The Federal Reserve Board announced yesterday that they will start to wind down their corporate bond and ETF holdings which they purchased last year at the peak of the pandemic.\
“Portfolio sales will be gradual and orderly, and aim to minimise the potential for any adverse impact on market functioning by taking into account daily liquidity and trading conditions for exchange traded funds and corporate bonds”, they said in a statement.\
The market has been awaiting this move and little reaction was seen with investment grade and high yield credit default swaps little changed. The size of the Fed’s Secondary Market Corporate Credit Facility (SMCCF) is rather limited at around $13.7billion, very small in comparison to the size of the market and the Fed stopped buying on the facility at the end of last year. The New York Fed will provide further details before sales begin but it is thought they will start with their ETF holdings and then sell the credit bonds later in the summer aiming to complete the sales by year end.\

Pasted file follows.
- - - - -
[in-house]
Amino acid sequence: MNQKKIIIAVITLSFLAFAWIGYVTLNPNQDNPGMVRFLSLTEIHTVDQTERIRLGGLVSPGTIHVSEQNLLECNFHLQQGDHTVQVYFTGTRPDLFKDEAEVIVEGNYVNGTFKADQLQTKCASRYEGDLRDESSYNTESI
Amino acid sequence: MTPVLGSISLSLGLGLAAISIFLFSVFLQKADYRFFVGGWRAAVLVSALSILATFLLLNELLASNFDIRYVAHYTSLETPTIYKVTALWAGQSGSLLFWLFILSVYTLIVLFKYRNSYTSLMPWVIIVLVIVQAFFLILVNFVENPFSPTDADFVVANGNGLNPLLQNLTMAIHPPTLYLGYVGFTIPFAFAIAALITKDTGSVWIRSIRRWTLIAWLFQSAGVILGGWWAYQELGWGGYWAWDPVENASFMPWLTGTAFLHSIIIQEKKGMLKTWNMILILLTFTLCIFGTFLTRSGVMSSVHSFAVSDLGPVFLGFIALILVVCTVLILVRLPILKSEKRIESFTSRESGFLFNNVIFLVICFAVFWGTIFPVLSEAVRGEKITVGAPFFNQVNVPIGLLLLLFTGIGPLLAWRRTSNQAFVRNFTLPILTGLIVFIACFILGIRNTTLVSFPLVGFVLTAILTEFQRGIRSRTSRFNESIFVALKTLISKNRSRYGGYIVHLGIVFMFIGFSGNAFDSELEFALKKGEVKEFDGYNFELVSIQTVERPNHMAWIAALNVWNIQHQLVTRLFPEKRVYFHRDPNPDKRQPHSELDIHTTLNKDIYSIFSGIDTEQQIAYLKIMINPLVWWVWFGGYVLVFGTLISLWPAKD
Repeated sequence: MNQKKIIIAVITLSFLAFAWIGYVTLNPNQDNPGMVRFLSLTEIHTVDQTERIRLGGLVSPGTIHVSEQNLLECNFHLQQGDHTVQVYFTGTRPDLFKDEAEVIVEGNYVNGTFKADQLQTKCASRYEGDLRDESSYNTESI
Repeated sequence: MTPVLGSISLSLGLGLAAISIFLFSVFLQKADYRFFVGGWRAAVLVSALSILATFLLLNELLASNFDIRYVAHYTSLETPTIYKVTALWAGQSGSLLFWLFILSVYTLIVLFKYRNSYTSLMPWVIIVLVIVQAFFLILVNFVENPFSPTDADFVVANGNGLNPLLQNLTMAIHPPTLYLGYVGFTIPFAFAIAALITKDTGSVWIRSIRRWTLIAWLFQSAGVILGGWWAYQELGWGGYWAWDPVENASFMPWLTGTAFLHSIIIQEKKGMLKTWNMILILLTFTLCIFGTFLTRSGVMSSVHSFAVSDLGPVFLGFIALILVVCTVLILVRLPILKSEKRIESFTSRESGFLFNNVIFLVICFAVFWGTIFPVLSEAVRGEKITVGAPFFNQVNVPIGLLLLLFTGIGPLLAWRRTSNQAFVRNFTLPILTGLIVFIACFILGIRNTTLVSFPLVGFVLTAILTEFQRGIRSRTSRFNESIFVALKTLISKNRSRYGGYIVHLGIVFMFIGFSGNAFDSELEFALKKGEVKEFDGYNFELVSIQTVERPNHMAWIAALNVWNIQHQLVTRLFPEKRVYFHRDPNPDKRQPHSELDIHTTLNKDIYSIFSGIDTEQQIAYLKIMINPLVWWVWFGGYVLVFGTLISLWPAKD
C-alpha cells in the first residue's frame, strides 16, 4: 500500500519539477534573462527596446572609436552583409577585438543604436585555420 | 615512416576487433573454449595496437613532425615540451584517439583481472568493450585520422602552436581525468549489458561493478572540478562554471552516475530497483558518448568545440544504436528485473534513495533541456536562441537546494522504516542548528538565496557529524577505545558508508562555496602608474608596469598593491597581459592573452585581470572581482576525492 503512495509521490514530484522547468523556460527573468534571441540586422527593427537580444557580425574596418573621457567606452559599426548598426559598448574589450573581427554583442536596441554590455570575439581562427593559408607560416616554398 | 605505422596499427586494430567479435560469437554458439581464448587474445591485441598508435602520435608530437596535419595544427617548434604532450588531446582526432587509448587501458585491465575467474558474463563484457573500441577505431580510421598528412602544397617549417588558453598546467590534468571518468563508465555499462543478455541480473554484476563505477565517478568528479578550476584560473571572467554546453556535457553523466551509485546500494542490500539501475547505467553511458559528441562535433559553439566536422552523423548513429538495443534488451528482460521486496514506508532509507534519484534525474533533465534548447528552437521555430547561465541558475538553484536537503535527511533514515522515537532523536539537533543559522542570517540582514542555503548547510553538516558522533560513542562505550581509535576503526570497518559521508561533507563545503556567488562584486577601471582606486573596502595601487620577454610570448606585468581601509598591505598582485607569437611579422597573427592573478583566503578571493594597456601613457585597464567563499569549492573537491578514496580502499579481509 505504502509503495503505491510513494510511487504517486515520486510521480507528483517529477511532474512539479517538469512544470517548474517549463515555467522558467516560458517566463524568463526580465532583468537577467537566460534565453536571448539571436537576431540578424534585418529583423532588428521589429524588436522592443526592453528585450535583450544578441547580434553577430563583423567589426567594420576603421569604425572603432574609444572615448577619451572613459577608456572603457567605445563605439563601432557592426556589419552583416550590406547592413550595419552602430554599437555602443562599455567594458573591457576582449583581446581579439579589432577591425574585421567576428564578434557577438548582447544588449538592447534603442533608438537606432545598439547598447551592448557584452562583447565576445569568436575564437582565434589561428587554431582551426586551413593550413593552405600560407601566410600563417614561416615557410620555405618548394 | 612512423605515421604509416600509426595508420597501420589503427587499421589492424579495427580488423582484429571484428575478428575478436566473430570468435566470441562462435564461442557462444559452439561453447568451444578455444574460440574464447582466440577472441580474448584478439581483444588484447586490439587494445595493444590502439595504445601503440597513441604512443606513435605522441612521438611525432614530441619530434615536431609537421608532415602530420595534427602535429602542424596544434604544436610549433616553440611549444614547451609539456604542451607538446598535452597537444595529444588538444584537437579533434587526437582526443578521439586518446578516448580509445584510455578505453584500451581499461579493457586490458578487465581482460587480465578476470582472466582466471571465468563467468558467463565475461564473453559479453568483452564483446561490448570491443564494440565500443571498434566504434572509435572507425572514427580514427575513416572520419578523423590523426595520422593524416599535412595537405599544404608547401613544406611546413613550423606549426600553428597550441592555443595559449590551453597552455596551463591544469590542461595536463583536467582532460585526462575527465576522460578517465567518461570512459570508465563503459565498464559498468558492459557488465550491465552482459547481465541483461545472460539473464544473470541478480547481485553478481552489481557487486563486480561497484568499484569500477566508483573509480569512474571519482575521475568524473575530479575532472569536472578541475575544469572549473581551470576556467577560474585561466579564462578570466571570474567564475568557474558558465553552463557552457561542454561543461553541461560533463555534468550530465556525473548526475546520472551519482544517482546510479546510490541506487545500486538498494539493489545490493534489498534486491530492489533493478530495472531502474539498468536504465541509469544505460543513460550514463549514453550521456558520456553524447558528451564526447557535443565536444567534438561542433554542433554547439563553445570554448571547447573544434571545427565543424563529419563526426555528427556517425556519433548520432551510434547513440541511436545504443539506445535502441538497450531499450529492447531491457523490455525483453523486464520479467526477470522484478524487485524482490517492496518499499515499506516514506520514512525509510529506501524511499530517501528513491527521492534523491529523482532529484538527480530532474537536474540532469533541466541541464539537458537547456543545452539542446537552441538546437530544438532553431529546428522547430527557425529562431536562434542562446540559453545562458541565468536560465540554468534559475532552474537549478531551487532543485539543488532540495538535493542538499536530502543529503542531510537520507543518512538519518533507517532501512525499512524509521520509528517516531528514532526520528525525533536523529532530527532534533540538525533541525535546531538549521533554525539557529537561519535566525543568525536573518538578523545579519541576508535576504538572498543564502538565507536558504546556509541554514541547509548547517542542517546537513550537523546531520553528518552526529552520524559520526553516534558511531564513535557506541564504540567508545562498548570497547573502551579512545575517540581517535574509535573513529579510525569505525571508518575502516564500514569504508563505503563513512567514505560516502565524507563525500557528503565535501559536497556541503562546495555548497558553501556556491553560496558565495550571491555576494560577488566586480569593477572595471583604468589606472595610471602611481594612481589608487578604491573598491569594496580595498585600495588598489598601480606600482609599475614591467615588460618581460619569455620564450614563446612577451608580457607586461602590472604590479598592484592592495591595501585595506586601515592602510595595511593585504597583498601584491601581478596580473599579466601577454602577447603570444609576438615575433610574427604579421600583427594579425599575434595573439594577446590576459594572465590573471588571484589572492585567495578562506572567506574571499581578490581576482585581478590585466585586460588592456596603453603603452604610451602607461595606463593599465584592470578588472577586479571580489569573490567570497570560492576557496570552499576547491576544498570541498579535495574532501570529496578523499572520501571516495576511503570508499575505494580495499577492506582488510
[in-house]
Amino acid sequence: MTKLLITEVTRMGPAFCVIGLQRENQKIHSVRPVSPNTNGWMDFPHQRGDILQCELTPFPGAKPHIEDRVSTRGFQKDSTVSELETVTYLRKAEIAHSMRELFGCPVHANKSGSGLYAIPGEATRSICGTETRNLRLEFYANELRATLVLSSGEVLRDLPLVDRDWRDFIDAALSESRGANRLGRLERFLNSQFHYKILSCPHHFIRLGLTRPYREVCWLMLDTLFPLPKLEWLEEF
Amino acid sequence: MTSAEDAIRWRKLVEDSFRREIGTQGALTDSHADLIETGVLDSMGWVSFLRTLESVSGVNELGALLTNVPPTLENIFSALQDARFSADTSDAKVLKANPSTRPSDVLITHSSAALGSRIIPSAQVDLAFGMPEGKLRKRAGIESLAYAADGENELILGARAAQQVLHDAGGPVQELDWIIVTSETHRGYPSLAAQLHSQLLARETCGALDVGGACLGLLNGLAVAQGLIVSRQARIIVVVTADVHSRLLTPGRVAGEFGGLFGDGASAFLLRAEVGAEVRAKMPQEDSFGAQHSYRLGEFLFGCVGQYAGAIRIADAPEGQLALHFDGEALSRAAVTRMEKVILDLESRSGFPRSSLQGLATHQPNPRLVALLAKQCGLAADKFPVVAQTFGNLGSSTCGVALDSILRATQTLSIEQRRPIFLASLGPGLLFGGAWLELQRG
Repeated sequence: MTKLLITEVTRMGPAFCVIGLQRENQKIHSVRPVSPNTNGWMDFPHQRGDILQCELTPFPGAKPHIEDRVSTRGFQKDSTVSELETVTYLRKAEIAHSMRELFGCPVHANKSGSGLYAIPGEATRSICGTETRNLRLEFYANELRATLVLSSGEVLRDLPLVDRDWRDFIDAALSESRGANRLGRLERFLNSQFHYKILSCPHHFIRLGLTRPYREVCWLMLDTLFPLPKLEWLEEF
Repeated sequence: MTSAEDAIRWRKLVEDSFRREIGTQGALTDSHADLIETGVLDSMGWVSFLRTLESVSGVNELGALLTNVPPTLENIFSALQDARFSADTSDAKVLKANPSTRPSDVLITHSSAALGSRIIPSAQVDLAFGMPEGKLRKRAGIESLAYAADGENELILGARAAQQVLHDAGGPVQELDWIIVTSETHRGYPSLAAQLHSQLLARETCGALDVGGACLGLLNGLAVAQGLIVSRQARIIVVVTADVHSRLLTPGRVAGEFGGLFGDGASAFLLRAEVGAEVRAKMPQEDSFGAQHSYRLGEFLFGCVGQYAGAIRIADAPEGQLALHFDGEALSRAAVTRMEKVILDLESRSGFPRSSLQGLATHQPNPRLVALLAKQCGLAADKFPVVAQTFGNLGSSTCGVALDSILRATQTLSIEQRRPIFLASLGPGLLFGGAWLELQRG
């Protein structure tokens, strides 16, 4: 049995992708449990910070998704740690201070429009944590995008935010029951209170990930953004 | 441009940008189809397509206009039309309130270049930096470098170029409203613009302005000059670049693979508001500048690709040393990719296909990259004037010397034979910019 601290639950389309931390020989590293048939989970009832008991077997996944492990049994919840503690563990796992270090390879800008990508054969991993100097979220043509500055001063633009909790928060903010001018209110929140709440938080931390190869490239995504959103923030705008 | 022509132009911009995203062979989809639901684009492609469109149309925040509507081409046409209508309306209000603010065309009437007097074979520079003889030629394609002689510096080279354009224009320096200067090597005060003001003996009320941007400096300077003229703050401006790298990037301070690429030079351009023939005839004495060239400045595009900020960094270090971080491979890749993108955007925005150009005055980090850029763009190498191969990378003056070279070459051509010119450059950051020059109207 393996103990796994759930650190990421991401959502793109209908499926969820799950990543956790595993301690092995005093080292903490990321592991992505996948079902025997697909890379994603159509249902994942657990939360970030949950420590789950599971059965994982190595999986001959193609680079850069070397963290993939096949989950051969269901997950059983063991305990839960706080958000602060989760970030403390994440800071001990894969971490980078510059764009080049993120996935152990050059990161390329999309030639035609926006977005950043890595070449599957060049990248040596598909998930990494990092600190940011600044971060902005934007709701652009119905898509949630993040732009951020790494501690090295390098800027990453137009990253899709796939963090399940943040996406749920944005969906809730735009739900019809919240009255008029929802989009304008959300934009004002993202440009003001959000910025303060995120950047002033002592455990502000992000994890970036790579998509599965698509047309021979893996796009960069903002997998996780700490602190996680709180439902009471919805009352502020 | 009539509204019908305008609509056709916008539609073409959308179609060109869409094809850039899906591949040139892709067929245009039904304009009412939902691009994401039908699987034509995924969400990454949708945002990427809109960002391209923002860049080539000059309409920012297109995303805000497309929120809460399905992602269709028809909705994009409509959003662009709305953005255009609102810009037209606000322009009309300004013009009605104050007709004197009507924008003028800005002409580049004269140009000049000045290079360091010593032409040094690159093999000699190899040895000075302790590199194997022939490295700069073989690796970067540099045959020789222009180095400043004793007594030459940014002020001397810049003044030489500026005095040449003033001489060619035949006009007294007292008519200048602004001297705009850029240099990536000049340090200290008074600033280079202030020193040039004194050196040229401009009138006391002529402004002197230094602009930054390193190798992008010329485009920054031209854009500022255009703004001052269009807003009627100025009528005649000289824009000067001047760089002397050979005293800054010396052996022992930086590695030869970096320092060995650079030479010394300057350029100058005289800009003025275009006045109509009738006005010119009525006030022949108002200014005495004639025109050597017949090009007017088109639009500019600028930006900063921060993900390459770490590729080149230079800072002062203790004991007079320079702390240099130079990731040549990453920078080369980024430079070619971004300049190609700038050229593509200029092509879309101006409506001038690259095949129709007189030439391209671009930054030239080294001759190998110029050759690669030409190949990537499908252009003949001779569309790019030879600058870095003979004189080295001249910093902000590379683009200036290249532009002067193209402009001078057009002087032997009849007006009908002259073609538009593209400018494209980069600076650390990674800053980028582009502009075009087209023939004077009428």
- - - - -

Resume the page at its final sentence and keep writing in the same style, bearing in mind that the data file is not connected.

However, this does bring into view the $8trillion on the main account in US Treasuries and Mortgage backed bonds; the market will now focus on this with any change to their $120billion a month in asset purchases keenly monitored.\
We all remember the taper tantrum of 2013 when 10 year yields rose by over 120bp on the back of the Fed announcing they were slowly cutting their quantitative easing program following the financial crash. Expectations are that they will act extremely slowly and signal clearly any move so as to avoid a similar situation; we await the Fed meeting on 16th June for, hopefully, further information.